Posts Tagged ‘dairy farming’

Farm dam water filter – the results are in!

Saturday, March 11th, 2017

On our farm we require good quality water for jobs like cleaning in the dairy. We built a water filter that would be capable of treating a large volume of dam water so that it could be used to top up our rain water tank through dry periods. The design can be seen Low tech farm dam water filter.

In a slow media filter water passes slowly down through a filter medium. In our filter we used rockwool. The rockwool acts as a trap for sediment. Over time a layer of micro-organisms, mainly bacteria, builds up on top of the media. These trap and digest organic contaminants in the water. So it is a type of biological filter. Slow media filters have a simple design and have been used in many places mainly as a cheap and easy to make filter to improve drinking water. Studies have shown that they are effective in reducing turbidity and reducing bacteria and organic matter contamination in water.

A new filter needs to have water run through it for some time to condition the filter. This allows the biofilm to develop and for the filter to become effective.

Test results:

At the time of testing the dam water entering the filter was of reasonable quality. The turbidity was slightly elevated and fresh organic matter was in the low to moderate range. Coliform bacteria and total aerobic bacteria levels were elevated.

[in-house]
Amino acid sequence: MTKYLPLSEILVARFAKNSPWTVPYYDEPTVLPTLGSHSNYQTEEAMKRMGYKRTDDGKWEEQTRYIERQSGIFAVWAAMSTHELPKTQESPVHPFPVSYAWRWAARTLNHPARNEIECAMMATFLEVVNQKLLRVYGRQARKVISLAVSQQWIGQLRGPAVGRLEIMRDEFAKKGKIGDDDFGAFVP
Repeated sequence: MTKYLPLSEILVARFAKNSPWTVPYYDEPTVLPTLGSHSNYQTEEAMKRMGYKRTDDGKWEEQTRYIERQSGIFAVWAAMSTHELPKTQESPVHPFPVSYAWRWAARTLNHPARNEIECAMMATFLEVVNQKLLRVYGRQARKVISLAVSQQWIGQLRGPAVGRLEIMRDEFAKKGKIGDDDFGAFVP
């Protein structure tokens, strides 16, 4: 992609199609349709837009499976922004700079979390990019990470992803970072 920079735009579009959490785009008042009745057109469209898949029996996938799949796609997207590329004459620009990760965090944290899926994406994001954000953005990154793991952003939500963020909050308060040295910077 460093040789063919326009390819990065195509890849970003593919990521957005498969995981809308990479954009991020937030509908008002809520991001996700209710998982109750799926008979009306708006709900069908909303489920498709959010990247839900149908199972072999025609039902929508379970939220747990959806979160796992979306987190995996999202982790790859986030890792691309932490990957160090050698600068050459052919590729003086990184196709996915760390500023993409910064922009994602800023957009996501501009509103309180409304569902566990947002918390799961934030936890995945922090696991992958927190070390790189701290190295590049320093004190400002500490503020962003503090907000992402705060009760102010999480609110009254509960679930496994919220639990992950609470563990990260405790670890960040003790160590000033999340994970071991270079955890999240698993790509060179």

We tested before filter and after filter samples starting from day 2 after the filter was started. The tests were for coliform bacteria, total aerobic bacteria, turbidity, humic material by UV absorption and fresh or readily degradable organic matter by permanganate oxidation. Humic materials often give water from dams or creeks pale yellow or brown colours.

On day 2 before and after coliform and total aerobic bacteria counts were high and showed very little difference.

After operating for 8 days, filtered samples showed a 68% reduction in coliform bacteria.

After 18 days there was a 96% reduction in coliforms and 50% reduction in total aerobic bacteria.

At day 20 there was a 21% reduction in turbidity, 44% reduction in fresh organic matter and 15% reduction in UV absorbance.

Coliform bacteria are a large group of bacteria that are naturally present in water and soils. The group also includes some species that can cause illness. Therefore they are often used as indicators of water quality with higher than normal levels indicating possible contamination.

Slow media filter supplying water on a dairy farm

A slow media filter made from 2 x 200 L barrels on a dairy farm. The filter treats over 1000 L of dam water each day which is then used to top up a rainwater tank.

Maintenance: Our filter has now run for 6 weeks without any problems. We expect that at some later time the biofilm may build up and perhaps restrict the flow of water. There is a drain plug installed just above the biofilm layer which will allow some of the biofilm to be removed.

How the idea can be extended: If more filtered water is required then another filter with its own float valve and connection to the source water could be added. Both could then feed into the one collection barrel. A slow media filter could also be used to maintain the quality of water in a tank. In this case the filter would continuously take water from the tank, treat it then put the water back into the tank. The same type of filter could be installed in a gravity fed farm water supply. If the source water can be fed in by gravity and the treated water can be run off to below the filter then no pressurised water or pumps are needed.